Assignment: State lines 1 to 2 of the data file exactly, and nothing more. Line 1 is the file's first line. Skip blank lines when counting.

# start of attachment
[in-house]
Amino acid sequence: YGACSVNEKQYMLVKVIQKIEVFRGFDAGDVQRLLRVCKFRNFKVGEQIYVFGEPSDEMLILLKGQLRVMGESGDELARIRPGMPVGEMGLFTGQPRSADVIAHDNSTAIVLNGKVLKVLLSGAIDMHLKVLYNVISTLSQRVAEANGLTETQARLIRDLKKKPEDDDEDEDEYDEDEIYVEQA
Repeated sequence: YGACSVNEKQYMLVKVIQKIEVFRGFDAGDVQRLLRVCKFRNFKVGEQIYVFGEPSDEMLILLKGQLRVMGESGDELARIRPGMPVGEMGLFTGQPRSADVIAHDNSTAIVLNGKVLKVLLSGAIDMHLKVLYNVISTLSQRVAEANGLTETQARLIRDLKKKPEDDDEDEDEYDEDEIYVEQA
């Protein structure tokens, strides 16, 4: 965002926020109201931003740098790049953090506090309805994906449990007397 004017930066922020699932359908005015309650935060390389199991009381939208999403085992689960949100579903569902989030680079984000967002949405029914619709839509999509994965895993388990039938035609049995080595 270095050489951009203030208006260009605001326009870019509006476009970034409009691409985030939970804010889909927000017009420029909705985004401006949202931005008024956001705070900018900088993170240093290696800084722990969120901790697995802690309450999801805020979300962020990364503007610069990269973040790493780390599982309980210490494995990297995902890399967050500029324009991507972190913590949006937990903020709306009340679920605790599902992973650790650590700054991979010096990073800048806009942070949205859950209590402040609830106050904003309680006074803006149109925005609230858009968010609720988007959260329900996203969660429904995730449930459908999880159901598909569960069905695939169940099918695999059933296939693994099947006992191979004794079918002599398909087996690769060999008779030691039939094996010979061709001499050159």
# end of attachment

[in-house]
Amino acid sequence: YGACSVNEKQYMLVKVIQKIEVFRGFDAGDVQRLLRVCKFRNFKVGEQIYVFGEPSDEMLILLKGQLRVMGESGDELARIRPGMPVGEMGLFTGQPRSADVIAHDNSTAIVLNGKVLKVLLSGAIDMHLKVLYNVISTLSQRVAEANGLTETQARLIRDLKKKPEDDDEDEDEYDEDEIYVEQA